A dozen drug-related deaths were recorded in Barrow last year, figures show.

Charities have criticised the Government over a lack of action on drug deaths across England and Wales – which have reached another record high – with experts calling the latest figures an "utter disgrace".

Data from the Office for National Statistics show 12 deaths related to drug poisoning were registered in Barrow in 2021, down from 17 the previous year.

They were among 4,859 drug poisoning deaths registered across England and Wales last year – the ninth consecutive rise and the highest number since records began more than a quarter of a century ago in 1993.

The figures cover drug abuse and dependence, fatal accidents, suicides and complications involving controlled and non-controlled drugs, prescription and over-the-counter medications.

Of the drug deaths recorded nationally last year, 3,060 (63%) were due to misuse, meaning they involved illegal drugs, or were a result of drug abuse or dependence – including 11 in Barrow.

Around half of the deaths registered nationally in 2021 will have occurred in previous years due to death registration delays, the ONS said.

Cumbria Police and Crime Commissioner (PCC) Peter McCall differentiated between demand and supply of drugs as being two separate issues.

He said that demand was being tackled effectively by organisations in Barrow such as The Well and CADAS, and was not a police matter.

"The bad thing is that often these drug-related deaths are not young people but people that have been taking drugs for a long time and their bodies cannot keep up with it any longer," he said.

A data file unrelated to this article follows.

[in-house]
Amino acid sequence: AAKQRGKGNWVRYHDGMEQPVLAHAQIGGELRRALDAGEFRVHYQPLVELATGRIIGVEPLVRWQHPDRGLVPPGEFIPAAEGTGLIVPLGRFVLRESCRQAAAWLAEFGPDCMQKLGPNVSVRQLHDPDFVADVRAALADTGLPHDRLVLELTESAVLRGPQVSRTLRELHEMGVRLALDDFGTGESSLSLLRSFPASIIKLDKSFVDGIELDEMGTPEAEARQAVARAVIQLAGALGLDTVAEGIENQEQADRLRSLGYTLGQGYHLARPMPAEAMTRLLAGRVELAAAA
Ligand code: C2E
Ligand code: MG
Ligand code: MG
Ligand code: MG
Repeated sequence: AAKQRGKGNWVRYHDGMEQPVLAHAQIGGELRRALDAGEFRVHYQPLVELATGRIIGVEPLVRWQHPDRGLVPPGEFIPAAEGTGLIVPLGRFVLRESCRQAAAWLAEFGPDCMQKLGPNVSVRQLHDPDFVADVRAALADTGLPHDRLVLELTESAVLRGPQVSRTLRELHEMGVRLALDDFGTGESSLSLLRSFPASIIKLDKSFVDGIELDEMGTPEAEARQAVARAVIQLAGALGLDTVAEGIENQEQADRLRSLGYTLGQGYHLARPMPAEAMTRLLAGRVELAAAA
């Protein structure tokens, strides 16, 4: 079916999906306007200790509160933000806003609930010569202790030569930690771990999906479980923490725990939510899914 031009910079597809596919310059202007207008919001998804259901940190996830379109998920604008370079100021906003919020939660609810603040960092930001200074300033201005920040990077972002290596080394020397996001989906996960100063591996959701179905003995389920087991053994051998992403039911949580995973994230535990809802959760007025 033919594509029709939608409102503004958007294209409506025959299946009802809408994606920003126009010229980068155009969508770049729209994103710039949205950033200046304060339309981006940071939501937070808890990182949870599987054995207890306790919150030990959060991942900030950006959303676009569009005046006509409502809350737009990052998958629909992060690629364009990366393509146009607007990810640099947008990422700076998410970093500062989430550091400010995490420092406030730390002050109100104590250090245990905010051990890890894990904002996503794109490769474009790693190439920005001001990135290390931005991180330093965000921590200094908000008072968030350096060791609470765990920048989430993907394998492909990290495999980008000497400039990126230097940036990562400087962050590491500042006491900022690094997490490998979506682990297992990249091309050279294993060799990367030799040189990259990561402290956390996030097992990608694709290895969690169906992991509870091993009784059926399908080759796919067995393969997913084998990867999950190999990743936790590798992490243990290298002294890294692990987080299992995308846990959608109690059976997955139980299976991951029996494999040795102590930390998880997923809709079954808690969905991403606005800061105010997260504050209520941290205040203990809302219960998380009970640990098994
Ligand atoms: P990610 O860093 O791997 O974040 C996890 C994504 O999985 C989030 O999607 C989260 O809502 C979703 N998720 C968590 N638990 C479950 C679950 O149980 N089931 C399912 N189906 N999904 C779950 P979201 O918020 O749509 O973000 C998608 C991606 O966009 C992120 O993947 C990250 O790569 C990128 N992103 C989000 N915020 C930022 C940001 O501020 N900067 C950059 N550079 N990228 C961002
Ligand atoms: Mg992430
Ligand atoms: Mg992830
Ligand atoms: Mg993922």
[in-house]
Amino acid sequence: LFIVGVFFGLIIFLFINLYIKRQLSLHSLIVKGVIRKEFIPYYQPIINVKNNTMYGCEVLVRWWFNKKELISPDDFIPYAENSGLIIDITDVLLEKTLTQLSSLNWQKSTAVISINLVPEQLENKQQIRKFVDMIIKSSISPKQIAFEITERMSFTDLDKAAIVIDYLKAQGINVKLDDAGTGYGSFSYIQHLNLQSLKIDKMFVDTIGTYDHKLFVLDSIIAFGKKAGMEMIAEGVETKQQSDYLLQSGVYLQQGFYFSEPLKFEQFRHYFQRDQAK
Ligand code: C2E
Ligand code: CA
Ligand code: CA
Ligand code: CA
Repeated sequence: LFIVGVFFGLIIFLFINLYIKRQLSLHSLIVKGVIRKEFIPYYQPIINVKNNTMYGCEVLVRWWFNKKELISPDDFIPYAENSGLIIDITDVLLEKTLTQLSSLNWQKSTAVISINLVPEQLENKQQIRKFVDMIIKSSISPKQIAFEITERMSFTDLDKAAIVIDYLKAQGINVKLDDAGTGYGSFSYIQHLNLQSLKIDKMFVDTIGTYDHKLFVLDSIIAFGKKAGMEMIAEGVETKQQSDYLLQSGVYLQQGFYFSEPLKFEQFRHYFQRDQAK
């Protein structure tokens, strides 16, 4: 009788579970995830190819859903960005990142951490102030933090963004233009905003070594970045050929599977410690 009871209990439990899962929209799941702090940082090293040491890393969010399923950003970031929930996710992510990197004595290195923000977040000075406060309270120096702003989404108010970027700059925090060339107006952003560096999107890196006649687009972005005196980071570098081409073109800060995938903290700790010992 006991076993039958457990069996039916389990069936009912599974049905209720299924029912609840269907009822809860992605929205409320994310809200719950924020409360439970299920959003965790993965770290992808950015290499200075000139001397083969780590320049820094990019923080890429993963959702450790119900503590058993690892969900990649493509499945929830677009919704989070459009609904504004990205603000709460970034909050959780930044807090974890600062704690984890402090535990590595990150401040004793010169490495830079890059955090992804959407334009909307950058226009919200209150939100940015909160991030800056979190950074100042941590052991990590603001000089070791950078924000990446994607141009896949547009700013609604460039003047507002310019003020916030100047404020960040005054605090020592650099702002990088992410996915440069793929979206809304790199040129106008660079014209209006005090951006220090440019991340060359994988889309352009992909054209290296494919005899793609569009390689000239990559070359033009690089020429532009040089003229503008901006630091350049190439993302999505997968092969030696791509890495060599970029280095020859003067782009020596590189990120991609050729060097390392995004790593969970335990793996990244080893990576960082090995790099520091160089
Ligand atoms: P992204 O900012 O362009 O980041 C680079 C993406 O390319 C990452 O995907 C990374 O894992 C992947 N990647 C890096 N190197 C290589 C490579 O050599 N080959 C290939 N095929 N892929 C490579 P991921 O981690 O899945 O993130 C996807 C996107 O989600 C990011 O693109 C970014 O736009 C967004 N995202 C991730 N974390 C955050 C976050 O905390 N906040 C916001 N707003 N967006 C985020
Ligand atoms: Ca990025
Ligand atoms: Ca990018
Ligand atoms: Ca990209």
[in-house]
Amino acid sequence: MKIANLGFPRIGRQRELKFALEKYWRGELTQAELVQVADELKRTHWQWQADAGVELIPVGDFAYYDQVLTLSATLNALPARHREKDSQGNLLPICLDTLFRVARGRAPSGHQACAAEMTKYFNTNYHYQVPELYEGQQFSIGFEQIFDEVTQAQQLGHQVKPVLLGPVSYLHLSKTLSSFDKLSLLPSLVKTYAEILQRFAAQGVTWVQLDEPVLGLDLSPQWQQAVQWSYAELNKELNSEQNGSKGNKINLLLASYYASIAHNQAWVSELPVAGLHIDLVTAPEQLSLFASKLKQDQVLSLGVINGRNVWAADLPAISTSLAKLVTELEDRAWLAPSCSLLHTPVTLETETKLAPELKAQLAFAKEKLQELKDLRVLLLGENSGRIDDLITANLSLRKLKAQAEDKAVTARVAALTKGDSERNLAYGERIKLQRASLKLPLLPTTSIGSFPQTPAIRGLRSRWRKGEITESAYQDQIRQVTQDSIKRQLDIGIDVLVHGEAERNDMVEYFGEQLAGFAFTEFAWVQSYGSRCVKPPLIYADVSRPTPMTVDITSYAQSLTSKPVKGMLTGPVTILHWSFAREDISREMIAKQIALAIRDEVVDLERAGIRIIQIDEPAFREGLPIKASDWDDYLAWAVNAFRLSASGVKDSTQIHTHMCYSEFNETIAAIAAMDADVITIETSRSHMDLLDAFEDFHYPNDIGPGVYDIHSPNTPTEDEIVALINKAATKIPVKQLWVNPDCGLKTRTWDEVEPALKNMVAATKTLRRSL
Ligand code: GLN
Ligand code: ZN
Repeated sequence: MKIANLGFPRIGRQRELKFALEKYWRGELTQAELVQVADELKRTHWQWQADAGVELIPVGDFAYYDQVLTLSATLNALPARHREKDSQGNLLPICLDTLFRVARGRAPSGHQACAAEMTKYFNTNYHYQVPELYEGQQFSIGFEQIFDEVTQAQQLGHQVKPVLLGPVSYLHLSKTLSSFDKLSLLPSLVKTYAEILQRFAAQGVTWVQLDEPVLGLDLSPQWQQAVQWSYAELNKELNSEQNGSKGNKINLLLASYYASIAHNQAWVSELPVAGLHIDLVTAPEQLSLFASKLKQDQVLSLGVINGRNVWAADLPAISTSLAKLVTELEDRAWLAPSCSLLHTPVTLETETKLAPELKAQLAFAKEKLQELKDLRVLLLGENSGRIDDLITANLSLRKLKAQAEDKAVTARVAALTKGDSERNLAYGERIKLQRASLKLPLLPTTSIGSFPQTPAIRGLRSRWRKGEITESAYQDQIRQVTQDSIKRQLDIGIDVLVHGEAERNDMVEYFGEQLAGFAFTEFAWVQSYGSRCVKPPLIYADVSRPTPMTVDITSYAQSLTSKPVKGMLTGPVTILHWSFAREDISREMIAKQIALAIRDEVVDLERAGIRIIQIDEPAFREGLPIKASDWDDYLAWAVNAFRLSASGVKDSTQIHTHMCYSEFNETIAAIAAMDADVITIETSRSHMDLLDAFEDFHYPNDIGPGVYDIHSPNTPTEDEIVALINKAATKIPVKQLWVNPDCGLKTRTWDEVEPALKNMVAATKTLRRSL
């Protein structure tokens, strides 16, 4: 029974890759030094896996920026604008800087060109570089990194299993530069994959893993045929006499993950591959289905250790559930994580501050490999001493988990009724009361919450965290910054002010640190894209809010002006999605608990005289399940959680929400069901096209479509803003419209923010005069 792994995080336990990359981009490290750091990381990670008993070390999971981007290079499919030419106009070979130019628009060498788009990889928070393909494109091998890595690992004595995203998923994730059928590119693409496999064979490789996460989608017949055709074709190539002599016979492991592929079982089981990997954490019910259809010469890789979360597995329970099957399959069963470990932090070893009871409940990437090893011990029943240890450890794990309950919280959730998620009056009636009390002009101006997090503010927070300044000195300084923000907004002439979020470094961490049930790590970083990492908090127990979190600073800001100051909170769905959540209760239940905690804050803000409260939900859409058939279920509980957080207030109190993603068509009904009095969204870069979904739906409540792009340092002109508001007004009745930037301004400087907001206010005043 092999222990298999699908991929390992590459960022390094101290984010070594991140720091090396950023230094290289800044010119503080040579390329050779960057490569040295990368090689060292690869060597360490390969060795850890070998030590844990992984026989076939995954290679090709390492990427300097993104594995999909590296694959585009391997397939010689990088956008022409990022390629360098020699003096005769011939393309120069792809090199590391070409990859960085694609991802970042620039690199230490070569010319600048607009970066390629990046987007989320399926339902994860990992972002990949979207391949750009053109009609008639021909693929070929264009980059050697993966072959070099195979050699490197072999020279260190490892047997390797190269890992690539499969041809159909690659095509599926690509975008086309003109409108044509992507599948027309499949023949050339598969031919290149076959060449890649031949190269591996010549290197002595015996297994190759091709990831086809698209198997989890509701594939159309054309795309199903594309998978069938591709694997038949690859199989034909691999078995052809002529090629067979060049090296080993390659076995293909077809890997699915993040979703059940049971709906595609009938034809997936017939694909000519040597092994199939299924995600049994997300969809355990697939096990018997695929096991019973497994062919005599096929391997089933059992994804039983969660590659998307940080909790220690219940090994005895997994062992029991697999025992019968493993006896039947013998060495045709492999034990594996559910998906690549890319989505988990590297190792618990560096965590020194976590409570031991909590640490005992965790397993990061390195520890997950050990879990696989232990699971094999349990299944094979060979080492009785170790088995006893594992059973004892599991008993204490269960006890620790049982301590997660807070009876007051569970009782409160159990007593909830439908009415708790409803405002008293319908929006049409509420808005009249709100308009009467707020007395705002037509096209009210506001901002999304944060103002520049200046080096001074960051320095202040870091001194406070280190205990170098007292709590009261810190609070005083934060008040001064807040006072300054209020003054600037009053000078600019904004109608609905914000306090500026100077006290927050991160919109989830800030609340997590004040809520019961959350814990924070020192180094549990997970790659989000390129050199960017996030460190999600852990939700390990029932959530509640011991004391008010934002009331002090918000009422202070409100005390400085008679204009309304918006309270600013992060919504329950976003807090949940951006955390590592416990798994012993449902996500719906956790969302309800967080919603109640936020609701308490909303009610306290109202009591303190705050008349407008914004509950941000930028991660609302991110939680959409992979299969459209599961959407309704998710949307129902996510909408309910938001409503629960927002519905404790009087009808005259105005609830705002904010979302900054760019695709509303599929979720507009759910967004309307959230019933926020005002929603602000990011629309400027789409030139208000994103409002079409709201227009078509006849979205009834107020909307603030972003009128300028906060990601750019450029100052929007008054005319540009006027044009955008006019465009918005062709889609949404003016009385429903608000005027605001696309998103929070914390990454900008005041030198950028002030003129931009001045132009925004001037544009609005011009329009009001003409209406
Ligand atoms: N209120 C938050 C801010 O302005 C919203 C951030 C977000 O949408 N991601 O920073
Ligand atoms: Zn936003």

"People can't continue to use these drugs and it not catch up with them.

"The main police battle is about stopping supply and this year we have had quite a lot of success in locking up drug dealers. It is a constant battle." 

While Mr McCall said the police are targeting drug dealers, he also said: "People in possession of drugs are also breaking the law. People have been taking stuff that they shouldn't take so we can never be complacent about drugs. 

"One worrying thing is the perspective some people have with gateway drugs. We are catching far more people now that are driving with drugs. It is really scary."

Mr McCall is talking about drugs such as cocaine, which are more often taken socially at parties by people that would not see themselves as addicts. 

READ MORE: Cocaine deaths rise - but could legal drugs save lives in Cumbria?

The ONS said the overall rising trend over the past decade has been driven primarily by deaths involving opiates, but also those involving other substances such as cocaine.

The ONS figures show that the age standardised mortality rate – which accounts for age and population size – stood at 20.8 deaths per 100,000 people in Barrow between 2019 and 2021, well above the rate for England, of 7.9.

A UK Government spokesman said its drug strategy will help rebuild drug treatment services and tackle criminal supply chains.

He added: “This will help to prevent nearly 1,000 deaths, deliver over 54,500 new treatment places – a 19% increase on current numbers – and support 24,000 more people into recovery from substance dependency.“This funding is additional to the annual public health grant spend and builds on the £80 million put into treatment services in 2021 which worked to decrease drug-related deaths by helping services distribute more naloxone, which can help reverse opiate overdoses.”